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Empowering recovery

Tulsa coalition responds to the opioid epidemic with ‘a radical act of love’

Activists Hana Fields (left) and Andrea Haddox lead Stopping Harm On Tulsa Streets.

Greg Bollinger

As the connection between abstinence-only sex education and heightened teen pregnancy rates illustrates, it’s clear that simply telling someone not to engage in a potentially risky activity is not as effective as comprehensive education and harm reduction.

Why, then, are so many reluctant to apply this common sense in treating drug abuse, particularly now, as the opioid crisis continues to grow—and particularly here in Oklahoma, where we’re second in the nation for Hepatitis C cases and 29th for overdose deaths? Maybe we just haven’t thought long and hard enough about treatment alternatives.

SHOTS, or Stop Harm on Tulsa Streets, is a local group aiming to help us rethink the ways in which our city and state treat drug addiction and abuse. Headed by Andrea Haddox, an OU social work graduate student, and Hana Fields, a Tulsa native and activist—both former heroin users themselves—SHOTS has a mission of “reducing the harms associated with drug use and promoting health equity through compassionate, non-judgmental community services, education, and advocacy.” This goal and its principles are referred to generally as harm reduction—it’s the idea that people will engage in risky behavior regardless, so it’s best to ensure they do so as safely as possible.

But harm reduction is still pretty controversial. A common critique of this philosophy is that it “enables” drug users—and it’s easy to understand where this response comes from, considering the ways in which our culture promotes tough love. Like most harm reduction coalitions in the country, SHOTS provides condoms, Narcan (naloxone, an opioid overdose reversal medication), and clean syringes to anyone in need. “Providing Narcan to people who use drugs does not enable them; it saves their lives. People can’t recover if they’re dead,” Haddox said.

“Bottom line is that a lot of our friends are dead,” Fields said. “We know a lot of people with Hepatitis C, some with HIV. There are facts to support that we need this here, but it really started from an emotional reaction.”

So far, Tulsa has been overwhelmingly receptive to their work. The group has received support from several local organizations, such as HOPE Testing, and they are exploring partnerships with Tulsa CARES and other like-minded institutions who work with IV-drug users.

Fields and Haddox were introduced by a mutual friend in October of 2018, and they’ve been eagerly working together to raise awareness of the importance of this alternative way of thinking ever since. The pairing seemed meant to be. Haddox had always been interested in harm reduction, so when she learned Fields had been handing out Narcan on her own, she reached out. Now, just a few months later, SHOTS has a volunteer base of about 30, and their presence in town is constantly growing. They had a table at both the Tulsa Women’s March and the Equality Center’s Trans Resource Fair in January, and their Facebook fundraiser gained more than $1,000 in a couple of weeks over the winter holidays in 2018.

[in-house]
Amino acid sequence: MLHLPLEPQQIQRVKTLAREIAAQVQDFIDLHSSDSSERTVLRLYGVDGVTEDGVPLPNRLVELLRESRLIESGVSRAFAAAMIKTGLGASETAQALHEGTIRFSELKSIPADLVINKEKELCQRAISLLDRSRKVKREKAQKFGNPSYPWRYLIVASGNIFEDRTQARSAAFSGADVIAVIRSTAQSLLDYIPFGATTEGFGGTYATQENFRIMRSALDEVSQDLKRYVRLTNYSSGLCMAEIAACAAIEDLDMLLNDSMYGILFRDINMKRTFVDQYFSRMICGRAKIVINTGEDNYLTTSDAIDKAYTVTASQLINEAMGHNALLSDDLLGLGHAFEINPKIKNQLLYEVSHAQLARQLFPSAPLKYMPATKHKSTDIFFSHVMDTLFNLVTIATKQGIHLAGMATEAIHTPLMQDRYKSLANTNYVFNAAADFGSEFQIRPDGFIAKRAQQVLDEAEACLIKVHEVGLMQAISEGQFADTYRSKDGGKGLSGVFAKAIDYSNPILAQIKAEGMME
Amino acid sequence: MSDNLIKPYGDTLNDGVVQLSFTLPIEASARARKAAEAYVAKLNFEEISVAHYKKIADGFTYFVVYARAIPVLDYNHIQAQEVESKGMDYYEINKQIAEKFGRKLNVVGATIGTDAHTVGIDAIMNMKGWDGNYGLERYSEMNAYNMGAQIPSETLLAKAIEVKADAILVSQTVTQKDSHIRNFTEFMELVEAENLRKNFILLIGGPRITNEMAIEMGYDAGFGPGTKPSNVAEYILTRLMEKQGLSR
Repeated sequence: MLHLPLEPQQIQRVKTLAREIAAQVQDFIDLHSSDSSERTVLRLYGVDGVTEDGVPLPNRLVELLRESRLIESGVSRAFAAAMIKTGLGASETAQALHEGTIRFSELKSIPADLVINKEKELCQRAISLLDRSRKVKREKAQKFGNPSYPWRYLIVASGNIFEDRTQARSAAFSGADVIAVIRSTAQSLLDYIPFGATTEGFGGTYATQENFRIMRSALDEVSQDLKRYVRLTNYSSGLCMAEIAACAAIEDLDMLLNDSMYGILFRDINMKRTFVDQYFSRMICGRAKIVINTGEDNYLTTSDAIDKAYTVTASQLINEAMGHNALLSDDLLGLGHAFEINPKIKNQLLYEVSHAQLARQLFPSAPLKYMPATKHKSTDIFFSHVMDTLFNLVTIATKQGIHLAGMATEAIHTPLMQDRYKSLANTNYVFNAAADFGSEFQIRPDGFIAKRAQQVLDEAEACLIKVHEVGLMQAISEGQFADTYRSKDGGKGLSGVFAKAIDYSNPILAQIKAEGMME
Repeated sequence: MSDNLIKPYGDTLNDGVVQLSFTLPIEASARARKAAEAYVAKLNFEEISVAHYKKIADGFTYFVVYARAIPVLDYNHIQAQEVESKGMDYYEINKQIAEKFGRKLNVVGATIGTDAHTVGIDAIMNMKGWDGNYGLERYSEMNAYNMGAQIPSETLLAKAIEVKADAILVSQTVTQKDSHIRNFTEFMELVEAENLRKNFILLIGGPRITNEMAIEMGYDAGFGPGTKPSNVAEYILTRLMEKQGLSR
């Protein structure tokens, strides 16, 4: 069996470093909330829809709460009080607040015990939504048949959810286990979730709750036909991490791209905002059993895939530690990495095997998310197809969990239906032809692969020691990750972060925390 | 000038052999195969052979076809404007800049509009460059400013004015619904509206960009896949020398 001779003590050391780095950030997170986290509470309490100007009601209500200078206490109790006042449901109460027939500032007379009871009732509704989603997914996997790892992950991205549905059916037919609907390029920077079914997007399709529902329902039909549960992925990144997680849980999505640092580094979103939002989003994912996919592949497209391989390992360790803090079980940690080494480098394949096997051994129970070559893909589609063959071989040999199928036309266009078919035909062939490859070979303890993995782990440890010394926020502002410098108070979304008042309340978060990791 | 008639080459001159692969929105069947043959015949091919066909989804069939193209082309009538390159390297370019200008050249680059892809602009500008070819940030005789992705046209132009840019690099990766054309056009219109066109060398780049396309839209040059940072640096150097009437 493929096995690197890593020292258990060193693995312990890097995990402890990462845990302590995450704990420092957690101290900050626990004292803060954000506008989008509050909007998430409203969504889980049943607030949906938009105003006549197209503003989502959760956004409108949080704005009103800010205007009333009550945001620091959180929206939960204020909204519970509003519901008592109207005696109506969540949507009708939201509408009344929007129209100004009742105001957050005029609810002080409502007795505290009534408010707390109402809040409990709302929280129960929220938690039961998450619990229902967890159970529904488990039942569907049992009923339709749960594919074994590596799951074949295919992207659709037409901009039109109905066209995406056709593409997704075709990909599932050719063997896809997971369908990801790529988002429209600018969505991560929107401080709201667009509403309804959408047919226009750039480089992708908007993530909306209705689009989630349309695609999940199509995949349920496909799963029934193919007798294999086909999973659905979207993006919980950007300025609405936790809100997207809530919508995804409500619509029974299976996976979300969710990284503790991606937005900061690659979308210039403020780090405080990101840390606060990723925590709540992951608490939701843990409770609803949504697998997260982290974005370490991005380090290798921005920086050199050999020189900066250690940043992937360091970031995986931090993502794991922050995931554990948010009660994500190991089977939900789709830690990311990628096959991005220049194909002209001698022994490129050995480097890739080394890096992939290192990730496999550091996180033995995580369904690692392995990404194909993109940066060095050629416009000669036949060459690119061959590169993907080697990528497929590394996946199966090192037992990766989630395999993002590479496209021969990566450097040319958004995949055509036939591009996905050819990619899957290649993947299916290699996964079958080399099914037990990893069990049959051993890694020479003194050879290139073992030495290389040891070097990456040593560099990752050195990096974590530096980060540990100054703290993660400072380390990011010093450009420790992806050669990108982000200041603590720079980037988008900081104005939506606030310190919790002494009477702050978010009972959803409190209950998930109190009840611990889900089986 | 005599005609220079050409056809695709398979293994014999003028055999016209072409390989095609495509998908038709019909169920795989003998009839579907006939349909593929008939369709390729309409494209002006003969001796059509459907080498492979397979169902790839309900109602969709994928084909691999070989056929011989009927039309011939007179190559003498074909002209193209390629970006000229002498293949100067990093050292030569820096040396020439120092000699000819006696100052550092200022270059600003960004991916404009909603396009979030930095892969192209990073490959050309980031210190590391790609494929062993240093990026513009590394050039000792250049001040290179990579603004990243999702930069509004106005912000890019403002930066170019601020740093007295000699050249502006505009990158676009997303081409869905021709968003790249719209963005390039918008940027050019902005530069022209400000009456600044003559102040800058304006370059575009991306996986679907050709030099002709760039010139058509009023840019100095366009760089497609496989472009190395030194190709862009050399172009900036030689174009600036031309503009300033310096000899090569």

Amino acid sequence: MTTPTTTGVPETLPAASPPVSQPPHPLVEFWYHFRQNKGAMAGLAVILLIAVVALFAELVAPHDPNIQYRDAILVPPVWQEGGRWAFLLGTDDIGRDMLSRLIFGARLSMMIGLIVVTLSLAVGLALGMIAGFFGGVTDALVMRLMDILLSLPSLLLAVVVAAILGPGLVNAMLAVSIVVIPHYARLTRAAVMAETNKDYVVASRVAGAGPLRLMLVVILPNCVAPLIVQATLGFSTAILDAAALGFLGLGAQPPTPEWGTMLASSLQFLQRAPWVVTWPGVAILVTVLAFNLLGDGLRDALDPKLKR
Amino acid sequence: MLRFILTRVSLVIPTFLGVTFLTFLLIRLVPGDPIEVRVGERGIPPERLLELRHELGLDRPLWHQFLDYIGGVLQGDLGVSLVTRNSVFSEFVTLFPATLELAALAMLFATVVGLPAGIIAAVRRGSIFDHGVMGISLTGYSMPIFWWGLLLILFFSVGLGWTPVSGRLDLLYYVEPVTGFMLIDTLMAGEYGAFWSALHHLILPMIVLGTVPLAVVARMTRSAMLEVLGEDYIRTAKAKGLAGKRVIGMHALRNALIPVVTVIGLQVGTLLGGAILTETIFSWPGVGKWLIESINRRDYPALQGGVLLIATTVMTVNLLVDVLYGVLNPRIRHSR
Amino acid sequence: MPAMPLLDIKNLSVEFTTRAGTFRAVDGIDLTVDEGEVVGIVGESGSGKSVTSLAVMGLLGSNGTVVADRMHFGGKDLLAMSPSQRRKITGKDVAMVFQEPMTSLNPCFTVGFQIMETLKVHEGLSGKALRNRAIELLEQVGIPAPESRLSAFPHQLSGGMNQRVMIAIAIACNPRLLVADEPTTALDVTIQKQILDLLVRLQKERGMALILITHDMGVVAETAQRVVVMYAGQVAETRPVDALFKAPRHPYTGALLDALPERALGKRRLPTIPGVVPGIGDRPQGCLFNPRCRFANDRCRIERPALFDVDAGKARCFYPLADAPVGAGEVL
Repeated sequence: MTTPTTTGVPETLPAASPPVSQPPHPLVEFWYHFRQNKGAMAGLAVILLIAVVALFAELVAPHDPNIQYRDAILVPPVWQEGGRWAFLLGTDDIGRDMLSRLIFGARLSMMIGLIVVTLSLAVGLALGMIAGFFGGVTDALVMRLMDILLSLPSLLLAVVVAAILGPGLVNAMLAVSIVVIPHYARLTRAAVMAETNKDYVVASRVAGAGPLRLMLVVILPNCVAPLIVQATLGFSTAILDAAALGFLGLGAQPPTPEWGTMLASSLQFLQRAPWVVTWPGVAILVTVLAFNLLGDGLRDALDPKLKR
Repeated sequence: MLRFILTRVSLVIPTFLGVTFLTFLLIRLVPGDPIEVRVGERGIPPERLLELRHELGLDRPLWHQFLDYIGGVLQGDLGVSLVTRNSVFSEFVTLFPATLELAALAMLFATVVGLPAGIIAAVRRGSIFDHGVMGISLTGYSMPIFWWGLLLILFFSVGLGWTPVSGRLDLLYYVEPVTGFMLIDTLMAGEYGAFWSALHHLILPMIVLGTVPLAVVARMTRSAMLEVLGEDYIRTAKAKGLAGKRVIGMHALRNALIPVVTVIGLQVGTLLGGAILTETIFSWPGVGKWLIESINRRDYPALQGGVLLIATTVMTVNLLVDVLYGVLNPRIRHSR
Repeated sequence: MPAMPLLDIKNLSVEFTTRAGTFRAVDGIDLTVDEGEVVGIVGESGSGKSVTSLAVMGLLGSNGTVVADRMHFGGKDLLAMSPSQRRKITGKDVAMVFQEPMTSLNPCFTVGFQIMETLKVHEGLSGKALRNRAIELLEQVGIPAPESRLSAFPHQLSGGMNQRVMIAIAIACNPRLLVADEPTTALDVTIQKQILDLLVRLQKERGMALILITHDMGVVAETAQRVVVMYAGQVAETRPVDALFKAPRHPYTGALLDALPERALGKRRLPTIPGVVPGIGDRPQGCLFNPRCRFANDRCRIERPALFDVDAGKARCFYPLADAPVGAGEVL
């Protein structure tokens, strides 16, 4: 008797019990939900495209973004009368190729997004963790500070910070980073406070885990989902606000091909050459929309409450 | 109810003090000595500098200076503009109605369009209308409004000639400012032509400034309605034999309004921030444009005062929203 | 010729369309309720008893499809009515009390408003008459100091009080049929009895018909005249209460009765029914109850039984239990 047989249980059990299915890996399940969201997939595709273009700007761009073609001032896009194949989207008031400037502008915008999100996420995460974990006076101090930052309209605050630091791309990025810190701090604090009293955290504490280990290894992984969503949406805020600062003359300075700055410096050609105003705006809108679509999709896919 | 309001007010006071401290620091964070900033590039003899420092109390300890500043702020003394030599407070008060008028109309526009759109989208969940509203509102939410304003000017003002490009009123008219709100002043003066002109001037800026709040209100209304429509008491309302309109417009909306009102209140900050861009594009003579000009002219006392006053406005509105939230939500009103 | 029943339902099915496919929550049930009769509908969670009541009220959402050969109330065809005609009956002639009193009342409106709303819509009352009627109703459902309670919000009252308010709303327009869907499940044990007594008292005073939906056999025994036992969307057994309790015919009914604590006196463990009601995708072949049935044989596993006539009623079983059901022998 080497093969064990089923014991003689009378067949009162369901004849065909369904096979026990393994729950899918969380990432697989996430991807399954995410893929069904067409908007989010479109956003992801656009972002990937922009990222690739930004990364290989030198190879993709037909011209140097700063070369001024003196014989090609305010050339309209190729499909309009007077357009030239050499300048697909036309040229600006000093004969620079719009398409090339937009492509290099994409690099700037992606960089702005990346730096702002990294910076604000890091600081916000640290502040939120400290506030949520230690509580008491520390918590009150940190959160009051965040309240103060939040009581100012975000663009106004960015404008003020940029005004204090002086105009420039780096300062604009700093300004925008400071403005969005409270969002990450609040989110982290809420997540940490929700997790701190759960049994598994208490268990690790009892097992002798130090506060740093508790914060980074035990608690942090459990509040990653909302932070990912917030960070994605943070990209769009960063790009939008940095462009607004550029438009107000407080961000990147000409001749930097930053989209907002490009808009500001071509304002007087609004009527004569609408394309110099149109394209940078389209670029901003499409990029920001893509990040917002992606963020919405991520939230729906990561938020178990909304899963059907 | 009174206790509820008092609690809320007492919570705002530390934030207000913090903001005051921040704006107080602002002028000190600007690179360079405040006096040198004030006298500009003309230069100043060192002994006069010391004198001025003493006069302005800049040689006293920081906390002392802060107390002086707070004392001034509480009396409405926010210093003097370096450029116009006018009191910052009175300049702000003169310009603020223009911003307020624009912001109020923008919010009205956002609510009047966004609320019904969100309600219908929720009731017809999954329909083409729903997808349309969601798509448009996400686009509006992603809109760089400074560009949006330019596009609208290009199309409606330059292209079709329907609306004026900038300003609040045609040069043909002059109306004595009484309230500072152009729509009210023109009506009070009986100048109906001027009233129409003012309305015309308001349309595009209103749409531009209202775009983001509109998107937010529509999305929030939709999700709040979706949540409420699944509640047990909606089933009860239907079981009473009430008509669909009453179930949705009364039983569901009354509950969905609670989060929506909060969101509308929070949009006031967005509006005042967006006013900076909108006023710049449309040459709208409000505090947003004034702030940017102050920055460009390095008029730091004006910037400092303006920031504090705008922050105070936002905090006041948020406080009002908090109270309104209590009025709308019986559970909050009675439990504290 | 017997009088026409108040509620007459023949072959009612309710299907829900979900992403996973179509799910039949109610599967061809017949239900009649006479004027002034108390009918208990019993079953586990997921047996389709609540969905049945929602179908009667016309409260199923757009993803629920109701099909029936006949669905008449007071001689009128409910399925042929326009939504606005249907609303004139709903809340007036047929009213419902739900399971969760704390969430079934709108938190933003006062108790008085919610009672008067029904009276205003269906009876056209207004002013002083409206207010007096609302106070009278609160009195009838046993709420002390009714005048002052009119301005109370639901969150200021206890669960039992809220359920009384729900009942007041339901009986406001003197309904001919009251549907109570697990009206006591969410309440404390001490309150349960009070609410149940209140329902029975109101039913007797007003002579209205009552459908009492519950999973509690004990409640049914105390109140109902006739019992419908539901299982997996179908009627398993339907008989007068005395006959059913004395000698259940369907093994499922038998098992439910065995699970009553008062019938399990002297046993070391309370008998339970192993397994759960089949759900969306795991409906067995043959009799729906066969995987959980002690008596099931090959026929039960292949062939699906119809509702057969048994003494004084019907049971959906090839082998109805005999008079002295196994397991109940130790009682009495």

Narcan is a big focus for SHOTS. “We want to make sure everyone has access to it, whether you use drugs, you know somebody who uses drugs, or you have a prescription for opiates. We give it out for free,” Haddox said.

Haddox and Fields think of harm reduction as “a radical act of love,” and it’s one that has proved effective. SHOTS doesn’t push abstinence-based recovery—instead they aim to “meet people where they are, not where [others] expect them to be.” It’s crucial to this conversation to note that when drug users are given harm reduction tools, they are five times more likely to go to treatment, according to the North Carolina Harm Reduction Coalition.

Both of these women are doing this work purely out of passion for the mission, not for pay. The group is now taking on the daunting process of grant-writing in order to build something sustainable. A more long-term goal for SHOTS is to write an open letter to the city about the benefits of harm reduction—including organized needle exchanges. To promote their cause, the group is planning a benefit/awareness concert for a weekend in April.

If you’re interested in getting involved, Haddox and Fields encourage you to research on the intricacies of harm reduction. You can follow the SHOTS page on Facebook and reach out with any questions if you’d like to know more information. The group will also be presenting on overdose awareness March 15–17 at the Second Annual Street Medic Training Weekend.

“We just want to open the conversation,” Haddox said. “It’s needed. People are dying for this.”

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